Survey instruments continue to be developed for baseline information about grower practices and incomes, to help us to measure our impact and our performance target. Project partners Sea Coast Eat Local and Community Involved in Sustaining Agriculture continue to survey both customers and vendors at local winter farmers markets. * See attachments for survey results and annual reports from these groups.
In order to increase grower’s ability to sell high quality produce in winter, we are continuing to conduct research on carrots in storage. The quality of carrots in long-term storage depends on many factors including cultivar, production practices, temperature and conditions before and during harvest, postharvest handling, and storage conditions. We are working closely with growers and industry professional on the use of new wireless storage monitoring technology that is measuring temperature and relative humidity inside on-farm storage facilities. Growers can now access this information on line at any time to closely monitor storage conditions and avoid crop losses due to storage facility malfunctions. These devices are also monitoring the same conditions at the UMass research stations low tunnels. Log-in information for the website hosting this information was made available to project collaborators.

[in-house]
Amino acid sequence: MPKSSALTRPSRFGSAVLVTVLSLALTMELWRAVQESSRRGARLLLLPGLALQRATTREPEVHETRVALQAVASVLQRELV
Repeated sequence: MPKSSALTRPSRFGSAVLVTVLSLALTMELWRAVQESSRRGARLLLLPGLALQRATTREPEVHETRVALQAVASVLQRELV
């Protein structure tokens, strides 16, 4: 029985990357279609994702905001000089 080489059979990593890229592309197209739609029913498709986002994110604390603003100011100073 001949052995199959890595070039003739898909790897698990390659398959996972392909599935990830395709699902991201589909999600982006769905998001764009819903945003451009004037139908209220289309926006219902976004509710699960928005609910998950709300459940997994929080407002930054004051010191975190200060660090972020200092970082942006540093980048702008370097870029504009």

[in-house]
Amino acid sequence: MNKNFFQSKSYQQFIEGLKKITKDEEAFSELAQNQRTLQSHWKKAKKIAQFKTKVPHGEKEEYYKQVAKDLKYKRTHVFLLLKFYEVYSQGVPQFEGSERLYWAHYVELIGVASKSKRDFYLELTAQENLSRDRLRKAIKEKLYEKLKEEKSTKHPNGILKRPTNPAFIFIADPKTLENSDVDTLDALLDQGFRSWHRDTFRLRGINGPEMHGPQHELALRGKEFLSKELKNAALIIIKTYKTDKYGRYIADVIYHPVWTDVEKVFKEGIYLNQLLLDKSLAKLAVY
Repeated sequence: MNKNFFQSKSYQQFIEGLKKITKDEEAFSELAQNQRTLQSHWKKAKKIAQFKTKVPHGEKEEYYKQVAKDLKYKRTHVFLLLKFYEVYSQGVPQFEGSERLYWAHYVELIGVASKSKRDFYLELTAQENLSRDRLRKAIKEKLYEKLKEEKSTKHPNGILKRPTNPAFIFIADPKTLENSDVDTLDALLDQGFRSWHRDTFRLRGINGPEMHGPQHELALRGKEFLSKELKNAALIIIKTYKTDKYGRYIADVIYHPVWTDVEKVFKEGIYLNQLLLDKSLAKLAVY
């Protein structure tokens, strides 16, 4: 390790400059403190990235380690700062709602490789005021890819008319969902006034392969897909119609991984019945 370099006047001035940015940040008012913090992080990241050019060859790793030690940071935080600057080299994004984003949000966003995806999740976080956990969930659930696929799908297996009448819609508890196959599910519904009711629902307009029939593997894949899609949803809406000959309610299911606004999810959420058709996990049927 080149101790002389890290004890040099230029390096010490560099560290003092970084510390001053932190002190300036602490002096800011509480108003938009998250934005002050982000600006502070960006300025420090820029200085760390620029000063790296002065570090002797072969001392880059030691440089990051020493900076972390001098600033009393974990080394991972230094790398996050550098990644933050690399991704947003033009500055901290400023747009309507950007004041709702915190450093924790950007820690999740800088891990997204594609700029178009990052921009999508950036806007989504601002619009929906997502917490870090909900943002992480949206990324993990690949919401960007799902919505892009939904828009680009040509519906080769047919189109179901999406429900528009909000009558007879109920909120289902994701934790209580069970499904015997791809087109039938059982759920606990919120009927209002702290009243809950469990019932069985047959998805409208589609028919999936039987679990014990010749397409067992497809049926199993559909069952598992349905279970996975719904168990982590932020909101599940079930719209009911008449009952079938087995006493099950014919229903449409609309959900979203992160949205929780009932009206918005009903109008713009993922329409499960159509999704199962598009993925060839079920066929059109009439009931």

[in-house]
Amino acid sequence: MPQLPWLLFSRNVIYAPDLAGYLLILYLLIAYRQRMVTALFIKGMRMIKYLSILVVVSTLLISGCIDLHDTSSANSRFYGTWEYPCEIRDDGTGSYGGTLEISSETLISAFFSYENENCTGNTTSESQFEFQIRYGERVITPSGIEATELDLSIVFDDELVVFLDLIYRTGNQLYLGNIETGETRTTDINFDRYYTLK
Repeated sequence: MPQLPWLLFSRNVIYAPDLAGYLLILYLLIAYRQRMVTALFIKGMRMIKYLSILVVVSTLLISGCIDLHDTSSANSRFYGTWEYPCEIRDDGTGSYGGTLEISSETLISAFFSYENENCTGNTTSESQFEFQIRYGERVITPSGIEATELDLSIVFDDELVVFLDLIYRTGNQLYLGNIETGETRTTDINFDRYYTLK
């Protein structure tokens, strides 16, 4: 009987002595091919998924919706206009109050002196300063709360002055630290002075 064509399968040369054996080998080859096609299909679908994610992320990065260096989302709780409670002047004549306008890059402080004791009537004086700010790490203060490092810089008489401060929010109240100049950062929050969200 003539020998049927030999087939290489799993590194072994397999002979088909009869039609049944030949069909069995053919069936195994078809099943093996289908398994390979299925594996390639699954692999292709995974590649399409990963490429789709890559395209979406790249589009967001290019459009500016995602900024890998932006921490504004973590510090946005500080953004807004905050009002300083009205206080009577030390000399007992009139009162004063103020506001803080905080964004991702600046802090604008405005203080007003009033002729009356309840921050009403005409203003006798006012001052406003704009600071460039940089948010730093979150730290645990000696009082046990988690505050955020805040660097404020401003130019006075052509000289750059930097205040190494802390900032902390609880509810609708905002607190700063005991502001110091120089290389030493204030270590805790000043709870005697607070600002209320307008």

Attendance at winter farmers markets in New England continues to rise indicating an increase and strong demand for local produce year round. * See below and attachments for details and more information. More farmers continue to build upon successful innovations in cold-season growing as well as the production and storage of vegetable crops. Attendance at meetings focused on winter production remains high for both farmers and home gardeners.